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Wednesday, February 22, 2012

City Awaits Responses to New Skate Park ‘Request for Proposal’

• Council Members Approved Up to $40,000 for ‘Design Element’ of Proposed Permanent Facility

BY BILL KOENEKER

On Feb. 8, what is called a Request for a Proposal or RFP was released by the city's Parks and Recreation Department to solicit proposals to complete design elements for a skate park facility to be located at Malibu Bluffs Park.
There is nothing in the RFP that states what type of skate park the city wants. Skate park designers have until March 14 to submit their proposals to Malibu City Hall.
For those interested in the details, park officials are informing would-be consultants that since the RFP never states what type of skate park the city is seeking there are no specs on what it could be.
If it is not an above ground, can that kind of equipment be eliminated?
What to do if there is no decision about seeking poured-in-place construction, which is the norm and highest quality, or how would a modular-poured-in-place be determined?
The city’s answer? “The goal for the project is that it be a permanent skate facility.
“Construction material and type of facility have yet to be determined. The consultant selected for the project will identify those items as tasks are completed.”
There are no dimensions available for the proposed skate park, according to city officials, who are letting consultants know that the actual skate facility will be determined in the second phase of conceptual design.
“The consultant selected for the project will identify those items as tasks are completed.”
Park officials are also letting consultants know that company manufacturers who sell “non-cement” skate park equipment, won’t be considered until the completion of step 2 or what they call task two, which is the conceptual design phase of the scope of work.
“The concept discussed in community meetings with the Skate Park Ad Hoc Committee was for a mixed-use skate park plaza that would combine challenging skate features with pedestrian-friendly pathways and landscaping amid a skate park layout. The design could include an all-wheel friendly features that would allow BMX and rollerblade uses. There was also discussion of a traditional style, permanent skate park specifically for skateboarding,” the RFP concludes.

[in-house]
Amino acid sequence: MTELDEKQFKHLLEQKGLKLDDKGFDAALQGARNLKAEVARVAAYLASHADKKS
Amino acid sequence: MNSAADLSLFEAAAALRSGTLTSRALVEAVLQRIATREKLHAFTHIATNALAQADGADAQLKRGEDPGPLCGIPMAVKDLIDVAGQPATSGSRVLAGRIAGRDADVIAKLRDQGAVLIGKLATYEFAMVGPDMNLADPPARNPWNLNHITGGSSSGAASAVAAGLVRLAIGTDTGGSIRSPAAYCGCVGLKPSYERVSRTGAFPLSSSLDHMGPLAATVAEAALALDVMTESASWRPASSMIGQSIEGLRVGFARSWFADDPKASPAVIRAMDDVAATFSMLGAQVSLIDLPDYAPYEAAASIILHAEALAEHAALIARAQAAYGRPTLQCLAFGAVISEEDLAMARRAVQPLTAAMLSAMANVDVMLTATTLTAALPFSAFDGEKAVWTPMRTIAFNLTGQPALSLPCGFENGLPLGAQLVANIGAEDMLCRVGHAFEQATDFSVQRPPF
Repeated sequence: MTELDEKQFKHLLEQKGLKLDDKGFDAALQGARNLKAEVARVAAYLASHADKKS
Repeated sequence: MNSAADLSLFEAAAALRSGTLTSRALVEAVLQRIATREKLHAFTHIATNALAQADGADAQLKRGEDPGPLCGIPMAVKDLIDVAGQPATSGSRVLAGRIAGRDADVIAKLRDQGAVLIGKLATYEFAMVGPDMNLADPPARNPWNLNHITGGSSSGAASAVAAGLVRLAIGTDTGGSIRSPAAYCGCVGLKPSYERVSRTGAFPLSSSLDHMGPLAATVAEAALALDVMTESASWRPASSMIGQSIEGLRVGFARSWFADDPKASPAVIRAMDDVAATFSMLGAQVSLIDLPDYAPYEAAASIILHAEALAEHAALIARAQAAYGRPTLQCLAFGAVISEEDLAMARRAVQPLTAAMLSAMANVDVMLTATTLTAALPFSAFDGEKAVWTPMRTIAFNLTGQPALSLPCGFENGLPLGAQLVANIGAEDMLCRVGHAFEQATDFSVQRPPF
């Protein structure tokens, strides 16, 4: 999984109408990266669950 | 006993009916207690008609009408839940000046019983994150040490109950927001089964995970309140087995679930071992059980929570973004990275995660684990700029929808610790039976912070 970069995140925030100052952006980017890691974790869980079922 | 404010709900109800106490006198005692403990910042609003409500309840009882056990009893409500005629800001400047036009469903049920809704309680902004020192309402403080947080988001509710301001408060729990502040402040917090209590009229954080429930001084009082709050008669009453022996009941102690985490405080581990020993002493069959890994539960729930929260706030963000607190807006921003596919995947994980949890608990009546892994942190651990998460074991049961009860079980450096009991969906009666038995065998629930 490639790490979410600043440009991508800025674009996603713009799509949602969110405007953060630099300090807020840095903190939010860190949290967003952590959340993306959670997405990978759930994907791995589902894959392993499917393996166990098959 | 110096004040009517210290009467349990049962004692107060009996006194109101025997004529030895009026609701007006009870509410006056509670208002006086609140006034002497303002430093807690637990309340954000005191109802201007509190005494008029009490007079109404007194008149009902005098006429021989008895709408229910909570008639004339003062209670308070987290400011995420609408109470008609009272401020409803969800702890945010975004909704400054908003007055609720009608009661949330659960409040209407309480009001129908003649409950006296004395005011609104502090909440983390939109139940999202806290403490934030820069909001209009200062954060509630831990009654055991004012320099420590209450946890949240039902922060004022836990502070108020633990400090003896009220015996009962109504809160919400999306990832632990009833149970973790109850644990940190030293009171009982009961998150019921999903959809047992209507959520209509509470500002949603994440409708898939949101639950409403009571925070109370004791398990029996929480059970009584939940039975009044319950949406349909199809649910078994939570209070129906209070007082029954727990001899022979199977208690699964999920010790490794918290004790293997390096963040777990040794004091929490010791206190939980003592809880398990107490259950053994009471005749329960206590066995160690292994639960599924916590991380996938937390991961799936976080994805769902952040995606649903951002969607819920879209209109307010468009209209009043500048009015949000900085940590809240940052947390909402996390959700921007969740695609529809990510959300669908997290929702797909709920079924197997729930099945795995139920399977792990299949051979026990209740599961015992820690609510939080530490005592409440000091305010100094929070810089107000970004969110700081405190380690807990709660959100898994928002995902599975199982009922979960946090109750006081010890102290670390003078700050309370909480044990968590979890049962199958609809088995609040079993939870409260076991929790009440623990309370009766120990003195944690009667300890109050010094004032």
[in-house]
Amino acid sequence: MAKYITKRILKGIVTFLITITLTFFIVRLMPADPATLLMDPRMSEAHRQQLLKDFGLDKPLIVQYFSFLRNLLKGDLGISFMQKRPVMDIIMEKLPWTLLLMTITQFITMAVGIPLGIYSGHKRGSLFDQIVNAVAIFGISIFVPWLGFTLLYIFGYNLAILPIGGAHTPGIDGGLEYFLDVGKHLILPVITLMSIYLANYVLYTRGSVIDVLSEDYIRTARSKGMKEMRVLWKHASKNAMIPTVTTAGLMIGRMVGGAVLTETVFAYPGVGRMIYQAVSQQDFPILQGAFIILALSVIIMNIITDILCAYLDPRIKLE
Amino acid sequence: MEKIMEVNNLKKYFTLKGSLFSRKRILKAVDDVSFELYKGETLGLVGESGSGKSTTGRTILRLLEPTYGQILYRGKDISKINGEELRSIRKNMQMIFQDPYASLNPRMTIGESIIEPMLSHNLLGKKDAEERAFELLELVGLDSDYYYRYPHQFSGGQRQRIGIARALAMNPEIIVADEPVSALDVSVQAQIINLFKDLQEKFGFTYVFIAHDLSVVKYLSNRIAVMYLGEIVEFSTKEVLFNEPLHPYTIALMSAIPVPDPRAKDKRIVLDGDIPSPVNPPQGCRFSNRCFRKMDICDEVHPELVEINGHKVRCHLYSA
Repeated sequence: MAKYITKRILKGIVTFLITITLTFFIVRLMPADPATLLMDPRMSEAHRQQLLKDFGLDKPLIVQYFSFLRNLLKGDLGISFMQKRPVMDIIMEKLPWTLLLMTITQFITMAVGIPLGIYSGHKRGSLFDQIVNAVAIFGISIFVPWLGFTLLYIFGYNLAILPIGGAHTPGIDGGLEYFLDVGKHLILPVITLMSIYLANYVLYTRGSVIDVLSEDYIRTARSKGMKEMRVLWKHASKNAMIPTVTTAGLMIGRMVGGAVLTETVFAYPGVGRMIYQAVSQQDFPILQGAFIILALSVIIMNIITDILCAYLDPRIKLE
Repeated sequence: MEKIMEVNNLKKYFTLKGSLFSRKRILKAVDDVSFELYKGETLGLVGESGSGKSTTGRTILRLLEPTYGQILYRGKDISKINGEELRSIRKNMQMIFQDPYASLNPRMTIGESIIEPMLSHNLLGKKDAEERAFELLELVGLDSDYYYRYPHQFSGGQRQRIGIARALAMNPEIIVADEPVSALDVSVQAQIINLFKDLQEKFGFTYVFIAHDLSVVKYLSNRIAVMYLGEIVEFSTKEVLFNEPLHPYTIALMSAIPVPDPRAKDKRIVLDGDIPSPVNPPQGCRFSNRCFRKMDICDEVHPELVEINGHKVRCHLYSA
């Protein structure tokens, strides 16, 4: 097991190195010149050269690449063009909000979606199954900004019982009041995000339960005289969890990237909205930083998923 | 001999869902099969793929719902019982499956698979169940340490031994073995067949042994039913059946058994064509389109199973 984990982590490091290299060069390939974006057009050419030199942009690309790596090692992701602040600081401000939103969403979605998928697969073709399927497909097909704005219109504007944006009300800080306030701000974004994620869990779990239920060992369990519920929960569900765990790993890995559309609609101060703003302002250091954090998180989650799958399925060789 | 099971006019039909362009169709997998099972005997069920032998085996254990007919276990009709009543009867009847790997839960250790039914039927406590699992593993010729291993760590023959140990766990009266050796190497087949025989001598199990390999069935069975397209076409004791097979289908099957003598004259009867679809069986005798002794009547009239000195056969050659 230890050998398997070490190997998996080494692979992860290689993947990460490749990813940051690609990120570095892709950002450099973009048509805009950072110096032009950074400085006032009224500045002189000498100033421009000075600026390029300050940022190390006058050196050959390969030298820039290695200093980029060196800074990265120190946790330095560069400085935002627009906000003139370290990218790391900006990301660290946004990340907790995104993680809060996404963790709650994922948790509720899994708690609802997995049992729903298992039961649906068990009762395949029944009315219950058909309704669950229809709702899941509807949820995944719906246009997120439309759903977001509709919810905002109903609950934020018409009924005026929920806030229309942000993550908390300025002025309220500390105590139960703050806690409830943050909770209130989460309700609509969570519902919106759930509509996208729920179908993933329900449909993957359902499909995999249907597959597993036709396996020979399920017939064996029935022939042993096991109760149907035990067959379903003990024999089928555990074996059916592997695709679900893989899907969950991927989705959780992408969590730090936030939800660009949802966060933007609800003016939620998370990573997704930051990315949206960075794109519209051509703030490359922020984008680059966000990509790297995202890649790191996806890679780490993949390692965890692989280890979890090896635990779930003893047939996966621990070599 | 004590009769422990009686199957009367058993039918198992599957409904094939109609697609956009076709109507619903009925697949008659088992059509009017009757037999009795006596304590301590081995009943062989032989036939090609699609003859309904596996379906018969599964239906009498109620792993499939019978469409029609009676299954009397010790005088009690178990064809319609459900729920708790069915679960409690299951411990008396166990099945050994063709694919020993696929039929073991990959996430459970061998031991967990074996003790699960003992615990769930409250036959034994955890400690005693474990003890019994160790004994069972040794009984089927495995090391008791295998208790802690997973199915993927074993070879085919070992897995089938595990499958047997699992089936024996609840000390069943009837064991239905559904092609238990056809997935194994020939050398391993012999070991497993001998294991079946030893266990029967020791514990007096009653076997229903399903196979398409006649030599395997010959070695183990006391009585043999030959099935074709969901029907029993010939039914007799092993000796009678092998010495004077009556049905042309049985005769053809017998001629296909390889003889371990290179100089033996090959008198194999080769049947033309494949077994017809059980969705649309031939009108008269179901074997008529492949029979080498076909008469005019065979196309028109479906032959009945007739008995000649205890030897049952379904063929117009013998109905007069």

At a previous meeting, the Malibu City Council, to the thunderous applause of the standing-room-only crowd of young people and skate board enthusiasts, unanimously agreed to spend up to $40,000 for design services for a new skate park at Malibu Bluffs Park.
Skate park enthusiasts praised the council’s decision. The call for design services is for a permanent facility at Bluffs Park.
There was a council chamber full of not just youngsters, but adult skateboarders and moms and dads, who came to the council chambers to express their support for a skate park and in particular a skate park at Bluffs Park.
“Think about sharing it with the children. It is a world-class location. If you oppose it, take a deep breath, but keep the kids off the street,” city council candidate Hamish Patterson said, in response to concerns raised by members of a senior citizen Tai Chi group, who expressed concerns about noise, traffic and parking.
Former planning commissioner Regan Scharr, whose son is a skateboard champion, said there are more children with a skate board than own baseball mitts. “Skateboards are not just really for children,” she said.
Last year, the city council formed the Skate Park Ad Hoc Committee to address the loss of the city’s skate park.
The committee comprised of outgoing Councilmembers Jefferson Wagner and Pamela Conley Ulich, were tasked with assessing the need for a permanent or temporary skate park, identifying potential locations with favorable zoning and community acceptance and researching funding sources and costs for new park construction.
The panel assessed several options for construction of a temporary skate park. Of the sites considered, a portion of the Malibu Bluffs Park parking lot was deemed the most feasible location.
Both council members talked about how other locations were looked at, but none proved as feasible as the Bluffs Park since the city owns the land.
“Bluffs Park is the place to put this. The kids are already there,” said Councilmember Lou La Monte. “We need to find a way to build a world-class skate park. But we need to put a temporary park in now.”
“The staff is currently working on a plan to establish a temporary skate facility at the park, including negotiating an agreement with the adjacent property owner to use a portion of his land for parking,” said Bob Stallings, the city’s parks and recreation director, in a memo to council members.

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